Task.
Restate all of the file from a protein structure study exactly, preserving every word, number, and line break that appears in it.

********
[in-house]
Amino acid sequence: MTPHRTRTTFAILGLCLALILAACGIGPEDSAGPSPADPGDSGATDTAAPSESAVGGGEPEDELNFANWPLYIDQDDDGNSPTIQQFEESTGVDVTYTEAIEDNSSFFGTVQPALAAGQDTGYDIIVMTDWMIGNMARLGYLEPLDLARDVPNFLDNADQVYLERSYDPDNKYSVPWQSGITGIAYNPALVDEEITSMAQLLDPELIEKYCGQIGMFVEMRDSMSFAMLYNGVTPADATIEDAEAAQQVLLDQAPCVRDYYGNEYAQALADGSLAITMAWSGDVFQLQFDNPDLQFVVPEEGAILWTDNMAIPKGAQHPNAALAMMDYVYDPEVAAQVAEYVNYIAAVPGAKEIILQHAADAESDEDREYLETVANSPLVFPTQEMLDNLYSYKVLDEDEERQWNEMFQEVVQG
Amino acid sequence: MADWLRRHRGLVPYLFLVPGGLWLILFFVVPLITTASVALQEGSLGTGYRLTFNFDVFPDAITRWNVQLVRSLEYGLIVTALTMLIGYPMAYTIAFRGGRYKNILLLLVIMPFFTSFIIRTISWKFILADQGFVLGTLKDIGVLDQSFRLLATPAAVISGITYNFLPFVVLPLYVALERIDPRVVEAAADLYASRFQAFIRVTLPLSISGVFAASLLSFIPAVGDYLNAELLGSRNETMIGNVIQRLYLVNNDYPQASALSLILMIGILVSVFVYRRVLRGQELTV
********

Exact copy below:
[in-house]
Amino acid sequence: MTPHRTRTTFAILGLCLALILAACGIGPEDSAGPSPADPGDSGATDTAAPSESAVGGGEPEDELNFANWPLYIDQDDDGNSPTIQQFEESTGVDVTYTEAIEDNSSFFGTVQPALAAGQDTGYDIIVMTDWMIGNMARLGYLEPLDLARDVPNFLDNADQVYLERSYDPDNKYSVPWQSGITGIAYNPALVDEEITSMAQLLDPELIEKYCGQIGMFVEMRDSMSFAMLYNGVTPADATIEDAEAAQQVLLDQAPCVRDYYGNEYAQALADGSLAITMAWSGDVFQLQFDNPDLQFVVPEEGAILWTDNMAIPKGAQHPNAALAMMDYVYDPEVAAQVAEYVNYIAAVPGAKEIILQHAADAESDEDREYLETVANSPLVFPTQEMLDNLYSYKVLDEDEERQWNEMFQEVVQG
Amino acid sequence: MADWLRRHRGLVPYLFLVPGGLWLILFFVVPLITTASVALQEGSLGTGYRLTFNFDVFPDAITRWNVQLVRSLEYGLIVTALTMLIGYPMAYTIAFRGGRYKNILLLLVIMPFFTSFIIRTISWKFILADQGFVLGTLKDIGVLDQSFRLLATPAAVISGITYNFLPFVVLPLYVALERIDPRVVEAAADLYASRFQAFIRVTLPLSISGVFAASLLSFIPAVGDYLNAELLGSRNETMIGNVIQRLYLVNNDYPQASALSLILMIGILVSVFVYRRVLRGQELTV